Spencer McNally, chairperson of the Camps Bay CID Steering Committee
Wotjek Czornij’s recent letter (“Camps Bay CID concerns”, Atlantic Sun, 12 October, 2023) refers.
Mr Czornij once again fails to offer any practical alternatives to solve Camps Bay’s problems. Moreover, all of the questions that he raises are answered by the CID by-law itself.
By referring to his allegedly poor experience in 2008 with a separate organisation run by entirely unpaid volunteers, Mr Czornij implies that the proposed professionally-managed CID will suffer equally from an alleged “lack of transparency in financial matters”. Section 11 of the CID by-law gives the lie to this, stating that “The [CID] management body must conduct its affairs in a transparent manner.”
To this end, the proposed CID budget has been made publicly available and must be pre-approved by property owners. The law requires that the CID appoint an auditor, that the annual budget be approved by the City and that information pertaining to the finances of the CID must be published on a website maintained by the CID. Mr Czornij’s concerns in this regard have therefore comprehensively been addressed in the CID by-law.
Mr Czornij proceeds to state that “regarding the survey conducted prior to presenting the CID business plan [, it] is essential to ensure that the views and concerns of all residents are taken into account, not just those in favor [sic] of the plan”.
Again, Mr Czornij has not examined the CID by-law and policy, nor the process that the City operates for the establishment of a CID, which together require that all views are taken into account.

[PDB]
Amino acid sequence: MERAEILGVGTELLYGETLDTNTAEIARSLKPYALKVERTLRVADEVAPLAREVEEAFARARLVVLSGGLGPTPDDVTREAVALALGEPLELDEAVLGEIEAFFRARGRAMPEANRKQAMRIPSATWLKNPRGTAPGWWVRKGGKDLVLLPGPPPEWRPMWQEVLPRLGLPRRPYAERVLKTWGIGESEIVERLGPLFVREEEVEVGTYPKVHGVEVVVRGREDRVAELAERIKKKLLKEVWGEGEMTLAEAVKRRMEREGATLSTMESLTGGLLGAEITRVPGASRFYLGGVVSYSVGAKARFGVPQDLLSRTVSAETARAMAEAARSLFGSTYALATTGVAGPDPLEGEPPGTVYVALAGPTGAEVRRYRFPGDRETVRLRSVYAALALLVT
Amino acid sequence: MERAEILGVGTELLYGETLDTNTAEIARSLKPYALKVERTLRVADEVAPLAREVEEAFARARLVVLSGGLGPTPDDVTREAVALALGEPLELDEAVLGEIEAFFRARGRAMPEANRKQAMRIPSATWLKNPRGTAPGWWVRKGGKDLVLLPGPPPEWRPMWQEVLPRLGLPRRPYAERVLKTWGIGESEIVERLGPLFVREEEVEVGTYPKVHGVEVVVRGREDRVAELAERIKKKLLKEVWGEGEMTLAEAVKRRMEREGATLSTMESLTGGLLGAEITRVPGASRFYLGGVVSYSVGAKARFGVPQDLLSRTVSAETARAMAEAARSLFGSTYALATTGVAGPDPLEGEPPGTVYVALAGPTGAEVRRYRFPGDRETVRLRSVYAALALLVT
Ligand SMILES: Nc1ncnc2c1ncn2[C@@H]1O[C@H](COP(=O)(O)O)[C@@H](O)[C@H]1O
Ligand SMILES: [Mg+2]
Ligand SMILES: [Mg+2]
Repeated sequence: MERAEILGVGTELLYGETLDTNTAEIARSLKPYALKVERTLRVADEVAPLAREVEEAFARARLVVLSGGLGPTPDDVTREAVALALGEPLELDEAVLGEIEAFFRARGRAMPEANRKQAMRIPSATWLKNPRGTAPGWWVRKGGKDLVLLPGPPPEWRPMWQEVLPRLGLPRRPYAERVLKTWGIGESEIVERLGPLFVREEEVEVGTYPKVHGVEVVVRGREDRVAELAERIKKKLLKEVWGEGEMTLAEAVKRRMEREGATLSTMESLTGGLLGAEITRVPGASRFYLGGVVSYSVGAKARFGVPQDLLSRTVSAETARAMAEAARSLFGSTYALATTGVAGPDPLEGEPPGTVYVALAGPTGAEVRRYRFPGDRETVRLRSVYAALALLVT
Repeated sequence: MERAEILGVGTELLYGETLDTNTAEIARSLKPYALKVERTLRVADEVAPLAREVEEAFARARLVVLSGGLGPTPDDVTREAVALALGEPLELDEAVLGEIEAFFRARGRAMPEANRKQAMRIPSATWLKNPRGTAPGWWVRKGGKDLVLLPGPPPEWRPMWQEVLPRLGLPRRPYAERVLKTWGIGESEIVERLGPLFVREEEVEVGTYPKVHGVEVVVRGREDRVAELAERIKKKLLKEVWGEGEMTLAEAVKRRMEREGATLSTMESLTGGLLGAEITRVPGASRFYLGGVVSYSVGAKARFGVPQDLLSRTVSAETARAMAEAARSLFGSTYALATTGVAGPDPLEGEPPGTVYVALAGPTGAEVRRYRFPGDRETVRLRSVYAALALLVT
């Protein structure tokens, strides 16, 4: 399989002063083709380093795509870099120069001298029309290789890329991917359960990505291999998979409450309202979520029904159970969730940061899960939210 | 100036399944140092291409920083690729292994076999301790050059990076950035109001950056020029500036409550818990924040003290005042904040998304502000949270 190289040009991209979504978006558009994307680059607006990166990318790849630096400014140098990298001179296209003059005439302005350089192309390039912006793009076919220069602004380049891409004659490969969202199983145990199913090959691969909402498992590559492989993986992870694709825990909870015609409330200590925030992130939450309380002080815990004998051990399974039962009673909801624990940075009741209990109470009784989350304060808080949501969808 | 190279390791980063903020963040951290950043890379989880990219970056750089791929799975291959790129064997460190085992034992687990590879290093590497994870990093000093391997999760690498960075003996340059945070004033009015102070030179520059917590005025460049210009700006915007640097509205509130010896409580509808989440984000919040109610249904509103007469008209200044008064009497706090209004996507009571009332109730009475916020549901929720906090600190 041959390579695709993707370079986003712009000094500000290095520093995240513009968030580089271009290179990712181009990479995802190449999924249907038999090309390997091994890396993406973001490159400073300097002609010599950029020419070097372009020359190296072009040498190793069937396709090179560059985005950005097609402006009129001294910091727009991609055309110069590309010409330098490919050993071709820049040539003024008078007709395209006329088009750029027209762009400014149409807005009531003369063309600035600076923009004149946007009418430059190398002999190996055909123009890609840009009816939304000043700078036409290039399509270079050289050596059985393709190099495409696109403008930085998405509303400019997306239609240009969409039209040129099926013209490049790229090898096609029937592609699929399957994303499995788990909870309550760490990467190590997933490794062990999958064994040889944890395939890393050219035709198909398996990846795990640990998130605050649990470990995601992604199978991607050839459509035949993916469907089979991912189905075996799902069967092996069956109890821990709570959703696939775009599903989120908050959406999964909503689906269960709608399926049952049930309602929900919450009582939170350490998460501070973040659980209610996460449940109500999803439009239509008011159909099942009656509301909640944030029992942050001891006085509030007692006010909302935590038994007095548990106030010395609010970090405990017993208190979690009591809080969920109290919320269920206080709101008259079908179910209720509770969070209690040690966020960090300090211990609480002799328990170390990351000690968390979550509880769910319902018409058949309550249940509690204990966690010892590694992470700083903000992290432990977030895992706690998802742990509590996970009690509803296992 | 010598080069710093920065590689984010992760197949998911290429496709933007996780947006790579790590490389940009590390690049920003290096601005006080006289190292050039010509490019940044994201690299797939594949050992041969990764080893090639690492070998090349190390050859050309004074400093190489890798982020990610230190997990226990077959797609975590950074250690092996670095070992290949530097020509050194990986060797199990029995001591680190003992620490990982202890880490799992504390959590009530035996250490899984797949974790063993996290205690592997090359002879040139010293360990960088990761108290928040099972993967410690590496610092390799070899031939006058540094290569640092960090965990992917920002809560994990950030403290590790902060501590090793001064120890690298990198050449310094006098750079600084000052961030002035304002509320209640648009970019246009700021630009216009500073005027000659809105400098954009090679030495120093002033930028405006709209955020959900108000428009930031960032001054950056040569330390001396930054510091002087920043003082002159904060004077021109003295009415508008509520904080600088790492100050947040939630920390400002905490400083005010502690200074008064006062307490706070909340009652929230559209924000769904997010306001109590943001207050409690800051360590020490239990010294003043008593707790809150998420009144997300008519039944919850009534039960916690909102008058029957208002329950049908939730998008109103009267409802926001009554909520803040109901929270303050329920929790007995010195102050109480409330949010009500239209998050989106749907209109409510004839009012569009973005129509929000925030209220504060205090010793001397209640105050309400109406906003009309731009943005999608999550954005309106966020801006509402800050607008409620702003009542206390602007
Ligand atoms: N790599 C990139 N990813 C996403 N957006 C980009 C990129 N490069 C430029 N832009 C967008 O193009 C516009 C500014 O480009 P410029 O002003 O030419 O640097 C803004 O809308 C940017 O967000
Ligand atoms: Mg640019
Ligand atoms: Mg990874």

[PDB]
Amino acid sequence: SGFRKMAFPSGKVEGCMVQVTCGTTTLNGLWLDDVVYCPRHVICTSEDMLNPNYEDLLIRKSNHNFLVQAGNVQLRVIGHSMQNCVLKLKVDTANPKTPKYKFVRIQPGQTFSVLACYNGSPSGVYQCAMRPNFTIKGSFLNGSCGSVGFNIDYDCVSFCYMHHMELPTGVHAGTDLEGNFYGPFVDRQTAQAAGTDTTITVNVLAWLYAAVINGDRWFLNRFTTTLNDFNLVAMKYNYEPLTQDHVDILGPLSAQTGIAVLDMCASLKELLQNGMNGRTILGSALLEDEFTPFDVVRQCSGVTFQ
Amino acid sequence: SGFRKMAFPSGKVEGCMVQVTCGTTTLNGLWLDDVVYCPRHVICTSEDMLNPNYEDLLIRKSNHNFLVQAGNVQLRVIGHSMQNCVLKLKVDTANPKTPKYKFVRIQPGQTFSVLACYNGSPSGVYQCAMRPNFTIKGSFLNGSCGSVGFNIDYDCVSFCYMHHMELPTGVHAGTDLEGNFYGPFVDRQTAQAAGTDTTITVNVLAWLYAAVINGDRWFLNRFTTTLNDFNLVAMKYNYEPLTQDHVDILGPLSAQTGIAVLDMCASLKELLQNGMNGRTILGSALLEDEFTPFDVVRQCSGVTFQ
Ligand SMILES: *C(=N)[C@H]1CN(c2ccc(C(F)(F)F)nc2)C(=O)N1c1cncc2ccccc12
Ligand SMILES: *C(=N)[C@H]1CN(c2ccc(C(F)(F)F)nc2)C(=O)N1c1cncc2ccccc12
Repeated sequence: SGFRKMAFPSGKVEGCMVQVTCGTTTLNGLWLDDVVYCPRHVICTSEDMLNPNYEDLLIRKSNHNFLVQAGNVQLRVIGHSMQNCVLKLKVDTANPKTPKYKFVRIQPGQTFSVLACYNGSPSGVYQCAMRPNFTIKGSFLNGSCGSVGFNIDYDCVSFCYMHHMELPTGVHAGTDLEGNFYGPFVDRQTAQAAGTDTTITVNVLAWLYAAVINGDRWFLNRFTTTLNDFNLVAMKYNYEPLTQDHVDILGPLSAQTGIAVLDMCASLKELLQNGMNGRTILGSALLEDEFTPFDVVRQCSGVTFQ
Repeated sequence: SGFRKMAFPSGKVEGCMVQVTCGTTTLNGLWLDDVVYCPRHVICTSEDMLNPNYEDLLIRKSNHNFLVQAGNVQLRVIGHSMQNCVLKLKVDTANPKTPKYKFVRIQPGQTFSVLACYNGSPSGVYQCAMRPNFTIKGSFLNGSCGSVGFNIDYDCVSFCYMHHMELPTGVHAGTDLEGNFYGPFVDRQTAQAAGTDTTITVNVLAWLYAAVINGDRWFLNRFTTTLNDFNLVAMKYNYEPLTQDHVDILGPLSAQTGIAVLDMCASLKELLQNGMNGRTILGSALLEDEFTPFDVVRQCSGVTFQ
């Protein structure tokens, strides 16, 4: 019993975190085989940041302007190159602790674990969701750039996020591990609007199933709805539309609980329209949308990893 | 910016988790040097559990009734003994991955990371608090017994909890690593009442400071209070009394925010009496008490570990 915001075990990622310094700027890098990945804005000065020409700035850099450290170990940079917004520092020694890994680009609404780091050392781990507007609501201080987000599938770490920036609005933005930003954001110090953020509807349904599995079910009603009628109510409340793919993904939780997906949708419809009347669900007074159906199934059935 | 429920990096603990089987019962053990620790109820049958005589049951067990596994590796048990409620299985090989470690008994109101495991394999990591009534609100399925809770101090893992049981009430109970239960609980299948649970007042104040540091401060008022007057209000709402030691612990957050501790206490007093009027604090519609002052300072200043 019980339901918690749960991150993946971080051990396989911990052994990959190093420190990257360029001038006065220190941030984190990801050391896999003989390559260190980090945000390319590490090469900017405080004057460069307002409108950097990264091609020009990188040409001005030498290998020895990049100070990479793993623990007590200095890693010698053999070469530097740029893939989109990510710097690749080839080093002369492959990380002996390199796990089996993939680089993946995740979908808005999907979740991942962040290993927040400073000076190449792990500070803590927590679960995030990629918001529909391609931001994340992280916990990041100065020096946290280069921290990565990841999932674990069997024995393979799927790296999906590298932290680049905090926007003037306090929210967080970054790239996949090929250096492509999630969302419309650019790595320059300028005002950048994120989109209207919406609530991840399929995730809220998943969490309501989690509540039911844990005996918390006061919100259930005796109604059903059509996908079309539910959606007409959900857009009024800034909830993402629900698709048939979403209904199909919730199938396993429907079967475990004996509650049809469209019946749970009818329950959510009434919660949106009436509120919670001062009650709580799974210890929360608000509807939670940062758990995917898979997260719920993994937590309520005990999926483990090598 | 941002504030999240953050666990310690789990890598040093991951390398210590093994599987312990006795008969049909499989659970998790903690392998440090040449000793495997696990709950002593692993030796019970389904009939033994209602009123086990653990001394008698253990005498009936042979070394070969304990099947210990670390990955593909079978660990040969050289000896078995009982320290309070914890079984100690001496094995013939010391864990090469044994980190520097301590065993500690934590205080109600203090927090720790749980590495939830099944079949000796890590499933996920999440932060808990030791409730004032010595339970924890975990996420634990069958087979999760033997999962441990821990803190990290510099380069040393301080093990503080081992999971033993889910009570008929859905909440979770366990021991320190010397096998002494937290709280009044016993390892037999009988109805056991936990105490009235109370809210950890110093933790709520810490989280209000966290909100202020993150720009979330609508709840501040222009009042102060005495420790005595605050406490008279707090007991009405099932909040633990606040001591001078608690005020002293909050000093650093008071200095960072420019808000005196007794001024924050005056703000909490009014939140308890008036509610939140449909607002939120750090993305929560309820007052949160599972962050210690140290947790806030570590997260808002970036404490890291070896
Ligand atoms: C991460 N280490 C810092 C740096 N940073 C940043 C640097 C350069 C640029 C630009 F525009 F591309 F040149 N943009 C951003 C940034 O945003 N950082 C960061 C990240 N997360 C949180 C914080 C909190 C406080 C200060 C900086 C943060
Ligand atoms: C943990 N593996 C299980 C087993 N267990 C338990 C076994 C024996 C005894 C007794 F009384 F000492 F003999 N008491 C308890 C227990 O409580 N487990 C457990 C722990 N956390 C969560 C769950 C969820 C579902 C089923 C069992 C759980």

The Steering Committee (SC) has gone above and beyond the requirements of the City of Cape Town’s stipulated processes and the requirements of relevant CID legislation to ensure that all residents and property owners are heard and that there is ample opportunity for open and constructive dialogue.
In addition to the Urban Management Survey (which included multiple places for free-form comments and suggestions) and the requirements of the Consultation Phase, the SC has solicited feedback on multiple occasions, and has engaged in direct correspondence with any and all residents and/or property owners who have made contact with the SC. Further, the SC has proactively sought feedback from property owners who did not participate in the UMS and/or the Consultation Phase, including by means of one-on-one emails, phone calls, home visits and letters (delivered by hand in Camps Bay and environs, couriered to the remainder of Southern Africa, and delivered by UK and German post internationally).
Where feedback has been received from people not in favour of the plan, the SC has been sure to always request alternative proposals or suggestions. The majority of proposals and suggestions received have either been impractical or unworkable within the context of the concerns and issues identified in the UMS or impermissible under relevant CID legislation. Nonetheless, some suggestions have been received that will be of benefit for Camps Bay and hence the Business Plan will be amended accordingly.
The SC has been diligent in responding to all suggestions so that (even where same are impermissible or impractical or unworkable) residents and property owners will have had every opportunity to ensure that their voices have been properly heard. In all such circumstances to date, respondents have either acknowledged the SC’s response or failed to correspond further.
Mr Czornij’s sole suggestion appears to be that only those in favour of the proposed CID should pay for it, meaning that he should not have to do so. The failure of so many of Camps Bay’s voluntary initiatives to achieve financial sustainability makes clear that this is not a realistic option. The Steering Committee is confident that the majority of Camps Bay residents know this, and that a CID is the only solution that will sustainably protect Camps Bay’s property values and quality of life.